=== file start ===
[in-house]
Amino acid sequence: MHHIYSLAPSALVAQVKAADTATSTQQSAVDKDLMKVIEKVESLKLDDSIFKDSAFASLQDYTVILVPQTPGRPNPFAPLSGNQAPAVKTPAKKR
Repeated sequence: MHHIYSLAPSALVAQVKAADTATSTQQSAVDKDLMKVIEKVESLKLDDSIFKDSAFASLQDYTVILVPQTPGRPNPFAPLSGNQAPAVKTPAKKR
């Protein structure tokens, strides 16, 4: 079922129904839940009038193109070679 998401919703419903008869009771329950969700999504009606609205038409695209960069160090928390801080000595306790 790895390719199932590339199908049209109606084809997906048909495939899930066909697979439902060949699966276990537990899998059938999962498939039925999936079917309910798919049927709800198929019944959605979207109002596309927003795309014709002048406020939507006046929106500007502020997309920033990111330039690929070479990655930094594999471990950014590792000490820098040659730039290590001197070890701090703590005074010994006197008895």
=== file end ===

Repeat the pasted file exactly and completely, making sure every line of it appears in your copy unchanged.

[in-house]
Amino acid sequence: MHHIYSLAPSALVAQVKAADTATSTQQSAVDKDLMKVIEKVESLKLDDSIFKDSAFASLQDYTVILVPQTPGRPNPFAPLSGNQAPAVKTPAKKR
Repeated sequence: MHHIYSLAPSALVAQVKAADTATSTQQSAVDKDLMKVIEKVESLKLDDSIFKDSAFASLQDYTVILVPQTPGRPNPFAPLSGNQAPAVKTPAKKR
């Protein structure tokens, strides 16, 4: 079922129904839940009038193109070679 998401919703419903008869009771329950969700999504009606609205038409695209960069160090928390801080000595306790 790895390719199932590339199908049209109606084809997906048909495939899930066909697979439902060949699966276990537990899998059938999962498939039925999936079917309910798919049927709800198929019944959605979207109002596309927003795309014709002048406020939507006046929106500007502020997309920033990111330039690929070479990655930094594999471990950014590792000490820098040659730039290590001197070890701090703590005074010994006197008895």